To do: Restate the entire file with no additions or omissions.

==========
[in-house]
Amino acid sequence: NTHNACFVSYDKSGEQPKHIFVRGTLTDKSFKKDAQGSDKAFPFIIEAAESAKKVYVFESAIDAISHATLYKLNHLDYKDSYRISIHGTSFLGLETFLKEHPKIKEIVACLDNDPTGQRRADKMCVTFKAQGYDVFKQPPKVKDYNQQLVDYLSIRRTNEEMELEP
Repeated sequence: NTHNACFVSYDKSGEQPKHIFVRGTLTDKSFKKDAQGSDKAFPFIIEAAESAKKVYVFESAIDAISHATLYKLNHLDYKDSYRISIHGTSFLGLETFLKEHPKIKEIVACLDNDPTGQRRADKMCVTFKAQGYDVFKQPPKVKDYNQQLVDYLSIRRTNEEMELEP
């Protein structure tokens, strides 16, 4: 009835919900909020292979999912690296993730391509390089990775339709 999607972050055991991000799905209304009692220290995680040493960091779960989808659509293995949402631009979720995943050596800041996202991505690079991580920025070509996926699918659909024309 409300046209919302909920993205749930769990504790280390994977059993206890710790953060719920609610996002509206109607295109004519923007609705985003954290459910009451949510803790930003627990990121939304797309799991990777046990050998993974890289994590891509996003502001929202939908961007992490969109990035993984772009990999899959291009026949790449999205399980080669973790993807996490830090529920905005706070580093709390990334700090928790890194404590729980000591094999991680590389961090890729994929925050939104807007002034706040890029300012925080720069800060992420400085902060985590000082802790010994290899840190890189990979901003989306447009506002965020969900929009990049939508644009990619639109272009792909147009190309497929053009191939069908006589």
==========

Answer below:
[in-house]
Amino acid sequence: NTHNACFVSYDKSGEQPKHIFVRGTLTDKSFKKDAQGSDKAFPFIIEAAESAKKVYVFESAIDAISHATLYKLNHLDYKDSYRISIHGTSFLGLETFLKEHPKIKEIVACLDNDPTGQRRADKMCVTFKAQGYDVFKQPPKVKDYNQQLVDYLSIRRTNEEMELEP
Repeated sequence: NTHNACFVSYDKSGEQPKHIFVRGTLTDKSFKKDAQGSDKAFPFIIEAAESAKKVYVFESAIDAISHATLYKLNHLDYKDSYRISIHGTSFLGLETFLKEHPKIKEIVACLDNDPTGQRRADKMCVTFKAQGYDVFKQPPKVKDYNQQLVDYLSIRRTNEEMELEP
């Protein structure tokens, strides 16, 4: 009835919900909020292979999912690296993730391509390089990775339709 999607972050055991991000799905209304009692220290995680040493960091779960989808659509293995949402631009979720995943050596800041996202991505690079991580920025070509996926699918659909024309 409300046209919302909920993205749930769990504790280390994977059993206890710790953060719920609610996002509206109607295109004519923007609705985003954290459910009451949510803790930003627990990121939304797309799991990777046990050998993974890289994590891509996003502001929202939908961007992490969109990035993984772009990999899959291009026949790449999205399980080669973790993807996490830090529920905005706070580093709390990334700090928790890194404590729980000591094999991680590389961090890729994929925050939104807007002034706040890029300012925080720069800060992420400085902060985590000082802790010994290899840190890189990979901003989306447009506002965020969900929009990049939508644009990619639109272009792909147009190309497929053009191939069908006589």